Description: TO PASS H.R. 6799, TO APPROVE PROPOSED AMENDMENTS TO THE FEDERAL RULES OF CRIMINAL PROCEDURE.
Bill summary: (Public law 94-64)
Federal Rules of Criminal Procedure Amendments Act - Approves the amendments proposed by the Supreme Court to the Federal Rules of Criminal Procedure which are embraced by the order of that Court on April 22, 1974, except as otherwise provided in this Act, and shall take effect August 1, 1975.
Makes changes in such rules relating to issuance of arrest warrants, including that if it appears from the complaint, or from an affidavit filed with the complaint, that there is
probable cause to believe that an offense has been committed and that the defendant has committed it, a warrant for the arrest of the defendant shall issue to any officer authorized by law to execute it, and, upon the request of the attorney for the government, a summons instead of a warrant shall issue. Allows probable cause to be based upon hearsay evidence. States that the warrant is executed by the arrest, and that the officer need not have it in possession at arrest.
States that such a warrant is not grounds for suppression of evidence seized at arrest or grounds for a search.
Requires the court, prior to accepting a plea of guilty or nolo contendere, to address the defendant personally in open court and inform him of, and determine that he understands the nature of, the charge, possible penalties, right to representation, right to plead not guilty, right to a trial by jury, that his plea of guilty or nolo contendere means no trial, and other matters.
Permits plea agreements which may require the attorney for the government to move for dismissal, recommend or agree not to oppose defendant's recommendation for a particular sentence, or agree that a specific sentence is the appropriate disposition of the case.
Requires disclosure of any plea agreement. Allows the court to accept or reject agreements. Directs the court to afford the defendant an opportunity to withdraw his plea if the court rejects the plea agreement. Makes pleas of guilty in response to plea agreements, subsequently withdrawn, inadmissible as evidence in later criminal or civil proceedings.
Requires arrest warrants to be issued in lieu of summons when probable cause exists that a criminal offense has been committed.
Requires motions made before trial to be determined before trial. Requires the defendant, upon demand, to inform the prosecutor if he intends to offer a defense of alibi, together with the specifics of the alibi and names and addresses of supporting witnesses. Requires the prosecutor, within 10 days before trial, to disclose his witnesses to the defense. Imposes a continuing duty of disclosure upon both sides, and, in the event of a failure to do so, empowers the court to exclude any undisclosed witnesses' testimony.
Allows the court, upon motion by the prosecutor, to order the defendant to submit to a psychiatric examination.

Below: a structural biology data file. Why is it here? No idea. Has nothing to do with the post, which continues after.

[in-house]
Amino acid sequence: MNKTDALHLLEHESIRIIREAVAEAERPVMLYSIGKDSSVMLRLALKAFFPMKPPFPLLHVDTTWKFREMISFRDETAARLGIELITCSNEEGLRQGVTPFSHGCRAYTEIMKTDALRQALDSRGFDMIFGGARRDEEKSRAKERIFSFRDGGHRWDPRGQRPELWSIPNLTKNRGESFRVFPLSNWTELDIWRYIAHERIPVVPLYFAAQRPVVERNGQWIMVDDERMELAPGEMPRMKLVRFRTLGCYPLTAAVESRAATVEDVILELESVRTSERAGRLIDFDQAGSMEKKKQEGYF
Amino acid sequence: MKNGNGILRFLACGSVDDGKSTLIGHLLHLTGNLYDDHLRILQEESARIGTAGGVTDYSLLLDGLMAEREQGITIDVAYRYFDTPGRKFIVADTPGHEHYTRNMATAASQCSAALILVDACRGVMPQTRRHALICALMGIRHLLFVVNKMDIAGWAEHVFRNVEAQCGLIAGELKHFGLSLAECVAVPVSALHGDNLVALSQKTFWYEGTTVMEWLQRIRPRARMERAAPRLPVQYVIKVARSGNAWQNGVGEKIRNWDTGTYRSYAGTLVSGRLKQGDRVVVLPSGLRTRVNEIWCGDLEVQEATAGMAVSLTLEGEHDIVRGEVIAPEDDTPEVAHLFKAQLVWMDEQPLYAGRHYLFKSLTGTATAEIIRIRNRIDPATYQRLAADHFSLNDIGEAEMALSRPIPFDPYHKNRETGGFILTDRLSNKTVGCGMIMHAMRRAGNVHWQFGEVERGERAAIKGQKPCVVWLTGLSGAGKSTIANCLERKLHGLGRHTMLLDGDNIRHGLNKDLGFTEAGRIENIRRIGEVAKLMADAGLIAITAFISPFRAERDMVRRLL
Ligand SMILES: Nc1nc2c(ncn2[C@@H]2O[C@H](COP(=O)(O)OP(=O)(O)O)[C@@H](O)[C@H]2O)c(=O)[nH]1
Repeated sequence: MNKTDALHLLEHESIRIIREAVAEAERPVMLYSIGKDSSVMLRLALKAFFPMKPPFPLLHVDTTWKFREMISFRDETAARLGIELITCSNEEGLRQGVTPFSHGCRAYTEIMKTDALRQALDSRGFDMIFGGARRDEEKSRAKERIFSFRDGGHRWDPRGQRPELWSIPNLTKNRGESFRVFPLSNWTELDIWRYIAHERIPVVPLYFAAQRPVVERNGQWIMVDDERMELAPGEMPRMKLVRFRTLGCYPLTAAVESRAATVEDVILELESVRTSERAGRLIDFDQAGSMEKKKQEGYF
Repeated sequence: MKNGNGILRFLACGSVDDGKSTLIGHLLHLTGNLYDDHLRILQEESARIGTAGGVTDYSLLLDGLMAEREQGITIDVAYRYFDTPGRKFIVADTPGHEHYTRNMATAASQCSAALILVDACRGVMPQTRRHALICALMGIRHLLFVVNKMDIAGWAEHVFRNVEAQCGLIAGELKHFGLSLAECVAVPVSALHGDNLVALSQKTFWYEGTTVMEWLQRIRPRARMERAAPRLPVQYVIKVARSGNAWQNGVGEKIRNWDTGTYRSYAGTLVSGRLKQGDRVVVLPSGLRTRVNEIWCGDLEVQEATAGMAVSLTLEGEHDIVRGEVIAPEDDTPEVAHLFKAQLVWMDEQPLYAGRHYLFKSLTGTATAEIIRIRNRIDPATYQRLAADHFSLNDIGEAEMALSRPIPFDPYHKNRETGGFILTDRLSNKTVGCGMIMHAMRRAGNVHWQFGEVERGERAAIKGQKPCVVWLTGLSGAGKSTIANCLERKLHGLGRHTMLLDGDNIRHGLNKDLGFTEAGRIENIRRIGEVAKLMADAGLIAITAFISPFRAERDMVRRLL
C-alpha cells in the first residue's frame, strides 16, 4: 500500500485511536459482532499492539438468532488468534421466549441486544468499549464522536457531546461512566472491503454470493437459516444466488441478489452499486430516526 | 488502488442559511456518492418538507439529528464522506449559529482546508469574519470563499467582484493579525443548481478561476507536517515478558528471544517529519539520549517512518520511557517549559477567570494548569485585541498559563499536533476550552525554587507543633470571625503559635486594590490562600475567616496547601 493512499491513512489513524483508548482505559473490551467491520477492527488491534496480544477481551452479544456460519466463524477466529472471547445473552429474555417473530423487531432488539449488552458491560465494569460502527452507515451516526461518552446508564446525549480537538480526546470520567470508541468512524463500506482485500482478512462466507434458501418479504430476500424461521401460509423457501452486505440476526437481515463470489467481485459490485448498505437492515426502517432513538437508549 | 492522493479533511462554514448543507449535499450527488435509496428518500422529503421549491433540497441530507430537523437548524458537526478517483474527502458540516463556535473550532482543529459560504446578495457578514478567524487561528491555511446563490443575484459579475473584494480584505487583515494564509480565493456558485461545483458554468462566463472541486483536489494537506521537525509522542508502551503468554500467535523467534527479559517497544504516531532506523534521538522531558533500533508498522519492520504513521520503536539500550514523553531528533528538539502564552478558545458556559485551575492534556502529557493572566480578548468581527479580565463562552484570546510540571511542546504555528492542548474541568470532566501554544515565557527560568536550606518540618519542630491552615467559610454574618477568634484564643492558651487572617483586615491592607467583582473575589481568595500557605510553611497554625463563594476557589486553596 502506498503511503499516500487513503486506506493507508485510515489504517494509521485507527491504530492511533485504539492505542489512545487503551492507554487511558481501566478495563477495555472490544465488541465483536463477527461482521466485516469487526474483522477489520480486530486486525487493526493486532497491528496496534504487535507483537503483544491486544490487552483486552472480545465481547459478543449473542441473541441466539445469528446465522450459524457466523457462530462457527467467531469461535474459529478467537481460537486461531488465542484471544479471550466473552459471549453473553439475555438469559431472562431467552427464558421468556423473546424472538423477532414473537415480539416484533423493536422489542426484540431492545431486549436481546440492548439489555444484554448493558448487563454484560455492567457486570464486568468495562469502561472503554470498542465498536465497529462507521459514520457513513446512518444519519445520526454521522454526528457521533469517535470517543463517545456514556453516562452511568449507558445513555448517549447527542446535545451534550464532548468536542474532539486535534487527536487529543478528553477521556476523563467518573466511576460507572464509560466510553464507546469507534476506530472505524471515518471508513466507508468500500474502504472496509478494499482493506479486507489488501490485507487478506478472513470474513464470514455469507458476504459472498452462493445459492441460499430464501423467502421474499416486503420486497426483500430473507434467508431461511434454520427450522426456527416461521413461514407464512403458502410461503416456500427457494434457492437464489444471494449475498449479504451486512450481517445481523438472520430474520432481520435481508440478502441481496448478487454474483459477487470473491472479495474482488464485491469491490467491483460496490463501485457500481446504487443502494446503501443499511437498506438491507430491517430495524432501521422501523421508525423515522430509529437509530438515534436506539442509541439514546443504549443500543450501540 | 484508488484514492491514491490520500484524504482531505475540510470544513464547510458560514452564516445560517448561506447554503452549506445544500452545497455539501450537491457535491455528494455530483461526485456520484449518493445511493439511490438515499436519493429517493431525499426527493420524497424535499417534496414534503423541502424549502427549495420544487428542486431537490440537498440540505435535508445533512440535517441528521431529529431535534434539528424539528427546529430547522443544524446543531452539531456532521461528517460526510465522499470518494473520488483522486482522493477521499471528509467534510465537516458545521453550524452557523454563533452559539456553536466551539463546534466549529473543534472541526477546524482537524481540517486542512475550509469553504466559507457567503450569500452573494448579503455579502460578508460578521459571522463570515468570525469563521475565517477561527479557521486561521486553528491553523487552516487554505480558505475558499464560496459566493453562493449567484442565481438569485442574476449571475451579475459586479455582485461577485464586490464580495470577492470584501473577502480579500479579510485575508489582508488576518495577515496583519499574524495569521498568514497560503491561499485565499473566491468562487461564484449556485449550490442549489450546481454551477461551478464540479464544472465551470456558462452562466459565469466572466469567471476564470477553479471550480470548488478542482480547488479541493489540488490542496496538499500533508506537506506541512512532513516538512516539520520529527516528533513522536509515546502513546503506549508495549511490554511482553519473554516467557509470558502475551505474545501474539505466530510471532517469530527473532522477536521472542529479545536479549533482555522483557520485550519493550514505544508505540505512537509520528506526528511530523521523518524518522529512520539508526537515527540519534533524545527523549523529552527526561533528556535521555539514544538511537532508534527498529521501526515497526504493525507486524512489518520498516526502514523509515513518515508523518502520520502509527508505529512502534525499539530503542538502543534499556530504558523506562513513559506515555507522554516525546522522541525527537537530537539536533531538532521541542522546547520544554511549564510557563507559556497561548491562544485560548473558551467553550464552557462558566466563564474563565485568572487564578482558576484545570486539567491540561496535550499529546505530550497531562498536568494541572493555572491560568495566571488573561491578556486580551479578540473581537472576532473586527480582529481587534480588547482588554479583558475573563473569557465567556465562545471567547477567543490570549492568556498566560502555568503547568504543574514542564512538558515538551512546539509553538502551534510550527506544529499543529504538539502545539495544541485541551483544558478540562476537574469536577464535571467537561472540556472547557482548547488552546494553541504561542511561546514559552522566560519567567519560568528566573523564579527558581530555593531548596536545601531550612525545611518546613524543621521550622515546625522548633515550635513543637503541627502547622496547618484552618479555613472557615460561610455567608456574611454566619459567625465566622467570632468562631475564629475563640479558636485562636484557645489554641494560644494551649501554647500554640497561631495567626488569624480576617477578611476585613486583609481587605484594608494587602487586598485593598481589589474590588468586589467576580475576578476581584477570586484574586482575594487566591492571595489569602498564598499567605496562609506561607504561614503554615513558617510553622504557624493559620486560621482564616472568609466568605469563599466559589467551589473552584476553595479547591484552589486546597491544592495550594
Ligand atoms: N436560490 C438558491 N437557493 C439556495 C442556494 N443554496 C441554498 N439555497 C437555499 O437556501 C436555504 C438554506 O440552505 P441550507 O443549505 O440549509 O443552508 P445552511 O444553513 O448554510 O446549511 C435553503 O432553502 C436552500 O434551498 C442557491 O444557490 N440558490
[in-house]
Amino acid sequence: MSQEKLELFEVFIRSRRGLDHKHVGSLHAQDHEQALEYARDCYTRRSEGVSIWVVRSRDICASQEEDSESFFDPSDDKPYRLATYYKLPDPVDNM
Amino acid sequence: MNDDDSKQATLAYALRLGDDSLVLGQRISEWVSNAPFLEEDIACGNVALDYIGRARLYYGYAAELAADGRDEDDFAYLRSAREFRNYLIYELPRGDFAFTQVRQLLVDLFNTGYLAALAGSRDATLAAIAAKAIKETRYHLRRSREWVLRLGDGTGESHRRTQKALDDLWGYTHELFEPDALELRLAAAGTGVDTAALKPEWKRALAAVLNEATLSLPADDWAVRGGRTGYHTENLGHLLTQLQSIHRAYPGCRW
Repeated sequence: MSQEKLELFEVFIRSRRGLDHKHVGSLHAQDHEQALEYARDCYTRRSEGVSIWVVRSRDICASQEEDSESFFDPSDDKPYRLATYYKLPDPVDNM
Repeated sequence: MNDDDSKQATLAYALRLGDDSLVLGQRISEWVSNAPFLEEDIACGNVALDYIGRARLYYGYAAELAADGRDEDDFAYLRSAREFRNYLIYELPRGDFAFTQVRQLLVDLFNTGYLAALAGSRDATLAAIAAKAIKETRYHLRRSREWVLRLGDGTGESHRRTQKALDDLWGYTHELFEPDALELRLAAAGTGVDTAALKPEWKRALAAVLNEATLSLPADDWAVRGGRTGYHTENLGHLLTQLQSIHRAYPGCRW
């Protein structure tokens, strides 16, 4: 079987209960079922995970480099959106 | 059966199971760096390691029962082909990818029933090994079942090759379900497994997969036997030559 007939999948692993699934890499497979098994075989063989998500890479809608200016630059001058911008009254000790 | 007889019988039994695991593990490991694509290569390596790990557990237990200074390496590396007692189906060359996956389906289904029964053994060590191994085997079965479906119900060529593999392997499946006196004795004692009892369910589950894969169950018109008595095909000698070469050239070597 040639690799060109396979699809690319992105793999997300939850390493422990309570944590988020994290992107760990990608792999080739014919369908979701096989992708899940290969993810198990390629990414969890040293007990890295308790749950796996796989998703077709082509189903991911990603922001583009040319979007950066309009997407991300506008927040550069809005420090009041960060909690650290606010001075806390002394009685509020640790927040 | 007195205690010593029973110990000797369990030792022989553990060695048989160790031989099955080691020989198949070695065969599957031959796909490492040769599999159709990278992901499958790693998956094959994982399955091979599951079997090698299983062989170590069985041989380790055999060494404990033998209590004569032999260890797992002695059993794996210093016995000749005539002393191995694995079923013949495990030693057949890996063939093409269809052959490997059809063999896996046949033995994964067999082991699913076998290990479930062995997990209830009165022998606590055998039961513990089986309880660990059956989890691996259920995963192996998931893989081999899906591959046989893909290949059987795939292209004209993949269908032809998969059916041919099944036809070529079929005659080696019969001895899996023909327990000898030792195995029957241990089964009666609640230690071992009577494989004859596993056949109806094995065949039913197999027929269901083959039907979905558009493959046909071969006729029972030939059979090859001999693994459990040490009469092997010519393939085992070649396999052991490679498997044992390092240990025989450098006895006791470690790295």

Sets forth conditions and procedures under which testmony may be taken by deposition. Requires all interested parties to be notified of any proposed taking of a deposition. Grants the defendant the right to be present at a taking of a deposition.
Provides that upon request of a defendant the government shall permit the defendant to inspect and copy or photograph: any relevant written or recorded statements made by the defendant; the substance of any oral statement which the government intends to offer in evidence at the trial made by the defendant.
Provides that upon request of a defendant the Government shall permit the defendant to inspect and copy or photograph: any relevant written or recorded statements made by the defendant, or copies thereof, within the possession, custody or control of the Government; the substance of any oral statement which the Government intends to offer in evidence at the trial made by the defendant whether before or after arrest; and recorded testimony of the defendant before a grand jury which relates to the offense charged.
Gives the defendant access to examinations conducted by the prosecution, which are material to the defense.
Imposes a continuing duty to disclose evidence and witnesses, both prior to and during trial.
Permits the court to deny, restrict, or defer discovery or inspection.
Allows a juvenile to consent to be proceeded against in the district court in which he is arrested, held, or present, instead of in the district in which he is alleged to have committed the crime or offense, when such act is not punishable by death or life imprisonment.
Requires sentence to be imposed without unreasonable delay, after the probation service has presented a pre-sentence investigation report to the court, unless the defendant, with the permission of the court, waives such investigation.
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Bill titles: A bill to approve certain of the proposed amendments to the Federal Rules of Criminal Procedure, to amend certain of them, and to make certain additional amendments to those rules.
Original source documents: Digest of the Congressional Record vol. 121-100, p. H5930;
Links for more info on the vote: congress.gov